Frances Burney (13 June 1752 – 6 January 1840), also known as Fanny Burney and, after her marriage, as Madame d’Arblay, was an English novelist, diarist and playwright. She was born in Lynn Regis, now King’s Lynn, England, on 13 June 1752, to musical historian Dr Charles Burney (1726–1814) and Mrs Esther Sleepe Burney (1725–62). The third of six children, she was self-educated and began writing what she called her “scribblings” at the age of ten. In 1793, aged forty-two, she married a French exile, General Alexandre D'Arblay. Their only son, Alexander, was born in 1794. After a lengthy writing career, and travels that took her to France for more than ten years, she settled in Bath, England, where she died on 6 January 1840.
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... Frances Burney was the niece of the novelists Frances Burney and Sarah Burney, and the granddaughter of the musicologist Charles Burney ... It has been speculated by the author of her ODNB entry Burney was affected by "the concerns of her grandfather Charles Burney (1726–1814) about the potential impropriety of the stage ...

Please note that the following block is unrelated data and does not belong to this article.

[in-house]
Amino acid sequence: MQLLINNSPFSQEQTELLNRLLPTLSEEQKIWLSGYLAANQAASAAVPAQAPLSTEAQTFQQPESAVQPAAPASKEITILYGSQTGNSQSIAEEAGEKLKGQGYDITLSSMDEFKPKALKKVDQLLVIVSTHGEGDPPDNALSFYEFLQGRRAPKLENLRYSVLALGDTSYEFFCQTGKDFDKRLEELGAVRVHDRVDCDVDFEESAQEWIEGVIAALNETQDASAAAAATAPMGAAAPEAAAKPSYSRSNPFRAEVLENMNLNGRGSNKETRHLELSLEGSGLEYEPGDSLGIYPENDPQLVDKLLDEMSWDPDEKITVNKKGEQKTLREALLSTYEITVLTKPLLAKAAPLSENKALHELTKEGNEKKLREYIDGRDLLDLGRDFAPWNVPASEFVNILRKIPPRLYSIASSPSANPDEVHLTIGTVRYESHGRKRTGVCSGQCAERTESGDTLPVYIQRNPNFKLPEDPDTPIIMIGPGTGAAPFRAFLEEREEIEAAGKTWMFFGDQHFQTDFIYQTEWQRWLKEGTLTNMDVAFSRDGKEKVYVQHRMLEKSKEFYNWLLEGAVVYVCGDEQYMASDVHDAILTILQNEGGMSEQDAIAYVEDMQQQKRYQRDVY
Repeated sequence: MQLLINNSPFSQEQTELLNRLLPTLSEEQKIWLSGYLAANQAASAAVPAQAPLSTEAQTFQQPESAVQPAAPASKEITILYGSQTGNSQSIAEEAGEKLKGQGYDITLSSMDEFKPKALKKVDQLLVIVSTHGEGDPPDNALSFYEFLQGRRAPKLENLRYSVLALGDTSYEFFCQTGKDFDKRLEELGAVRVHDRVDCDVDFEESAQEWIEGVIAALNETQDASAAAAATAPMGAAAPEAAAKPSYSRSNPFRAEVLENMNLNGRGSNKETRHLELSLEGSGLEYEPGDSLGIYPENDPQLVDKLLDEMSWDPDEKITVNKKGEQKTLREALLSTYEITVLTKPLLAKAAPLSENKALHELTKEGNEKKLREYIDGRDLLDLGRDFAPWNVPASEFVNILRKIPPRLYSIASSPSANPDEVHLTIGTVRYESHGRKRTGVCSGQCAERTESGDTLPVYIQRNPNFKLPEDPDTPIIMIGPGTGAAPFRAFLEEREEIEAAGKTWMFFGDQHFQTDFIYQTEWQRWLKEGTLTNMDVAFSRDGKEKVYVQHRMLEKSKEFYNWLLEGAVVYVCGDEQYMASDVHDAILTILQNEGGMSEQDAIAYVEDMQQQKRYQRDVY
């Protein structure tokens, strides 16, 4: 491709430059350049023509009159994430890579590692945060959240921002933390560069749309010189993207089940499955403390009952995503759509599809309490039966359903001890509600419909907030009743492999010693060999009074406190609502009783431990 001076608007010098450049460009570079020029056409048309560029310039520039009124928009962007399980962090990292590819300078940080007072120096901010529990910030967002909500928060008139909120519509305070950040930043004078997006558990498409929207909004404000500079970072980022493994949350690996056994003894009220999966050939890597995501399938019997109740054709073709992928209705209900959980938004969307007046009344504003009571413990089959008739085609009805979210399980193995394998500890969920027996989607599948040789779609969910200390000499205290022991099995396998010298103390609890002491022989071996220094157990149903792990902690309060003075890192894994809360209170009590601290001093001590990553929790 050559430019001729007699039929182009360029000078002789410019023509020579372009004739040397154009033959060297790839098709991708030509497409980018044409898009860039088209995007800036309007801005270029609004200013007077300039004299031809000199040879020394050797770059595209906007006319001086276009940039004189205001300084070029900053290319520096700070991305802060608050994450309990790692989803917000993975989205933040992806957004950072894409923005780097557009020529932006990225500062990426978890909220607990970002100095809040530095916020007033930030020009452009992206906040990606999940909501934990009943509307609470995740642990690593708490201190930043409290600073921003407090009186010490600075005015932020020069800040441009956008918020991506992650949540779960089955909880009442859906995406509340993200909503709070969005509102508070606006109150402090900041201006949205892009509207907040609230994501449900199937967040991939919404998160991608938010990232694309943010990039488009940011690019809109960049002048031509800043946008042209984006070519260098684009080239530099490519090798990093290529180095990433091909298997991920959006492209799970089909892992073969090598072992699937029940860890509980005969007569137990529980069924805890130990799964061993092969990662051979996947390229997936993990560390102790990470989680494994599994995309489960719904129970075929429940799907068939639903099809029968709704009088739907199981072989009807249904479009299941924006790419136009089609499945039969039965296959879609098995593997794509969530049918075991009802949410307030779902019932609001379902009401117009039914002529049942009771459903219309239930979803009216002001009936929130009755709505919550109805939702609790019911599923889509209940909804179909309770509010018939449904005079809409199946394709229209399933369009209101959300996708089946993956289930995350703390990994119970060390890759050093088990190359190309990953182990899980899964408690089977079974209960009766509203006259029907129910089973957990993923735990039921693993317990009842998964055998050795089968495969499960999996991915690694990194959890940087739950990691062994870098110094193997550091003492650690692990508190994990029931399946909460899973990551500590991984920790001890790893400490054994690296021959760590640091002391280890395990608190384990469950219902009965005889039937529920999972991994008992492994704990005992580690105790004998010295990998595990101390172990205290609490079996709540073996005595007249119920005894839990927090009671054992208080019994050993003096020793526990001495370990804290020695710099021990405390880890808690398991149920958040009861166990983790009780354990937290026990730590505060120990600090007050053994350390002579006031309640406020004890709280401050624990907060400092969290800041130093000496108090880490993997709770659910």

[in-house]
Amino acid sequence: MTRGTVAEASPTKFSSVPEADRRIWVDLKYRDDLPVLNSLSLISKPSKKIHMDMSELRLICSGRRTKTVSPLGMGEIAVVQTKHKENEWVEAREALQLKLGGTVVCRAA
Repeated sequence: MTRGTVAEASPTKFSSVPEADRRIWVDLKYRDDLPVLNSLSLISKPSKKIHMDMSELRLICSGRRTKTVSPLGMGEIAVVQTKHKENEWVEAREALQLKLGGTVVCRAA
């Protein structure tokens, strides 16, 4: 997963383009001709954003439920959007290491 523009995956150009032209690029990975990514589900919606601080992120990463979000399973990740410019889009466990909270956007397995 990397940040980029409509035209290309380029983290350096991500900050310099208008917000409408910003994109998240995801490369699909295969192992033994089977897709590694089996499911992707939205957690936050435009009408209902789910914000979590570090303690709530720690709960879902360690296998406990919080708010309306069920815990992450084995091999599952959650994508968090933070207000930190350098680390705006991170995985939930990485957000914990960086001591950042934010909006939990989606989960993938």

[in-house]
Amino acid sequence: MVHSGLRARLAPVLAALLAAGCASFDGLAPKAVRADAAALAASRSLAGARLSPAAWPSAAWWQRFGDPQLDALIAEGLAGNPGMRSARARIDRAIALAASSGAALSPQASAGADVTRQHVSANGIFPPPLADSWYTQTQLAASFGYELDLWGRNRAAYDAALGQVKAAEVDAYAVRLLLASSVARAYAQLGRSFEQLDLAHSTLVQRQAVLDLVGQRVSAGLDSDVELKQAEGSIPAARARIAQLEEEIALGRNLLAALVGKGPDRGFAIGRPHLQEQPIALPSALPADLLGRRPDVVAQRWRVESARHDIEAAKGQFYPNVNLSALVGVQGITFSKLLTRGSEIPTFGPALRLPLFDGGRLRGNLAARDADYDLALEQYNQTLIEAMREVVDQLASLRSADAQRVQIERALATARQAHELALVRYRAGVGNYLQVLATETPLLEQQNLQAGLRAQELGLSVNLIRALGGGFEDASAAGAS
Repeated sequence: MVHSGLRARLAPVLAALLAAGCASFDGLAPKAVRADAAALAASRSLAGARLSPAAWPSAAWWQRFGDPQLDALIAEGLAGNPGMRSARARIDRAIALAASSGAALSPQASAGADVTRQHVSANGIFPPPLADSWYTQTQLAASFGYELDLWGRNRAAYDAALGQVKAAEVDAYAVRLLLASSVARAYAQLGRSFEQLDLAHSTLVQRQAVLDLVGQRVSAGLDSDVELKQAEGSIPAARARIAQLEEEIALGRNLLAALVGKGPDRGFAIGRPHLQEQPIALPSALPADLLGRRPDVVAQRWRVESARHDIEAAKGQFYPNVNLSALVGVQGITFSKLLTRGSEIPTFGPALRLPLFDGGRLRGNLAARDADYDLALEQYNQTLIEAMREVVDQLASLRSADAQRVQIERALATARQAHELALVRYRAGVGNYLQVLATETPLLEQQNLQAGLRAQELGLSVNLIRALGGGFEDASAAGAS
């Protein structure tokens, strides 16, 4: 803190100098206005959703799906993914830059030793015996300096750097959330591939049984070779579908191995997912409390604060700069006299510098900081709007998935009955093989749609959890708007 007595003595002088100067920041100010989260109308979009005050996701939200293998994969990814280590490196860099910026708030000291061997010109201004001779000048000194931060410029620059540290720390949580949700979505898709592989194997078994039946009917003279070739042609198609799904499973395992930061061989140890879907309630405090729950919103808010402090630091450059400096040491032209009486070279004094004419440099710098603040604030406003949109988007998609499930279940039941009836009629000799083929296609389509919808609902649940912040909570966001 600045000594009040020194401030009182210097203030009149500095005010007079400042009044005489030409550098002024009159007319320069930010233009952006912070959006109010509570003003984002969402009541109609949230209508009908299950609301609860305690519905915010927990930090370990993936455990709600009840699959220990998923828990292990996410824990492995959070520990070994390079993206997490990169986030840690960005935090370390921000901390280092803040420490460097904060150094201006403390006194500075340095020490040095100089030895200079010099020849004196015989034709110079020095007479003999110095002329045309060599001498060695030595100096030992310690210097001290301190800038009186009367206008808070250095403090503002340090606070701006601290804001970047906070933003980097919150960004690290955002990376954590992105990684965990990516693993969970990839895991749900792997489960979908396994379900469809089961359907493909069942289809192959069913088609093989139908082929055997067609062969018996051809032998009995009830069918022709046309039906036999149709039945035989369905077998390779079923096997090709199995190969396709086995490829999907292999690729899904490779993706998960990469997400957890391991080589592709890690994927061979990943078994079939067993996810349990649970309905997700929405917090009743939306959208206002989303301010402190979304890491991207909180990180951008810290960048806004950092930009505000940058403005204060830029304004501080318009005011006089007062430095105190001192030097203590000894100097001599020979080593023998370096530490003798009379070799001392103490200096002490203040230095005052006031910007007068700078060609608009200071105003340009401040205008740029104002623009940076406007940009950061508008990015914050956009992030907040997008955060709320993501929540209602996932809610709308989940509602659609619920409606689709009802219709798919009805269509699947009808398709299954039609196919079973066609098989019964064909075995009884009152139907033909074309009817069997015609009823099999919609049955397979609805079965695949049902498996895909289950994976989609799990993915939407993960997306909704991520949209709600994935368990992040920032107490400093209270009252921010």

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“To have some account of my thoughts, manners, acquaintance and actions, when the hour arrives in which time is more nimble than memory, is the reason which induces me to keep a journal: a journal in which I must confess my every thought, must open my whole heart!”
—Frances Burney (17521840)
“For my part, I confess I seldom listen to the players: one has so much to do, in looking about and finding out ones acquaintance, that, really, one has no time to mind the stage.... One merely comes to meet ones friends, and shew that ones alive.”
—Fanny Burney (17521840)
“If Rosa Parks had taken a poll before she sat down in that bus in Montgomery, shed still be standing.”
—Mary Frances Berry (b. 1938)